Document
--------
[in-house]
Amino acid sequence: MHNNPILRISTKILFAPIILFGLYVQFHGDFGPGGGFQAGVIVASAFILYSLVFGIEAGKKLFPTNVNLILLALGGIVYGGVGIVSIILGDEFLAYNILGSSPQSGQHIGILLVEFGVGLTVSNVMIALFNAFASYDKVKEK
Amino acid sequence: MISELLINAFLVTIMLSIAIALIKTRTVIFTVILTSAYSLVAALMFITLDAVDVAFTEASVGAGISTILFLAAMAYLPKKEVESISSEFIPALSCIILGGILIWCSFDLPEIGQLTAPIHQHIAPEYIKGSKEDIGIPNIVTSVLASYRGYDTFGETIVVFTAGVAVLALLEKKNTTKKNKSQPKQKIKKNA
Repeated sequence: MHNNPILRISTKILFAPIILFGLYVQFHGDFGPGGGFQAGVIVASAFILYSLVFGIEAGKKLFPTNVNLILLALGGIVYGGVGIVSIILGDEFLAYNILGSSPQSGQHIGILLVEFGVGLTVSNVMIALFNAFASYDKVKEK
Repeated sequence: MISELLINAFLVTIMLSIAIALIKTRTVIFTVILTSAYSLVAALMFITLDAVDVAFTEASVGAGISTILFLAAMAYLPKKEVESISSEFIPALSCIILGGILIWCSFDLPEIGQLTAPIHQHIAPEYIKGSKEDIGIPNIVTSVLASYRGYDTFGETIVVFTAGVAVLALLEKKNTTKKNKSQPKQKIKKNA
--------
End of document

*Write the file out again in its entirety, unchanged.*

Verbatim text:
[in-house]
Amino acid sequence: MHNNPILRISTKILFAPIILFGLYVQFHGDFGPGGGFQAGVIVASAFILYSLVFGIEAGKKLFPTNVNLILLALGGIVYGGVGIVSIILGDEFLAYNILGSSPQSGQHIGILLVEFGVGLTVSNVMIALFNAFASYDKVKEK
Amino acid sequence: MISELLINAFLVTIMLSIAIALIKTRTVIFTVILTSAYSLVAALMFITLDAVDVAFTEASVGAGISTILFLAAMAYLPKKEVESISSEFIPALSCIILGGILIWCSFDLPEIGQLTAPIHQHIAPEYIKGSKEDIGIPNIVTSVLASYRGYDTFGETIVVFTAGVAVLALLEKKNTTKKNKSQPKQKIKKNA
Repeated sequence: MHNNPILRISTKILFAPIILFGLYVQFHGDFGPGGGFQAGVIVASAFILYSLVFGIEAGKKLFPTNVNLILLALGGIVYGGVGIVSIILGDEFLAYNILGSSPQSGQHIGILLVEFGVGLTVSNVMIALFNAFASYDKVKEK
Repeated sequence: MISELLINAFLVTIMLSIAIALIKTRTVIFTVILTSAYSLVAALMFITLDAVDVAFTEASVGAGISTILFLAAMAYLPKKEVESISSEFIPALSCIILGGILIWCSFDLPEIGQLTAPIHQHIAPEYIKGSKEDIGIPNIVTSVLASYRGYDTFGETIVVFTAGVAVLALLEKKNTTKKNKSQPKQKIKKNA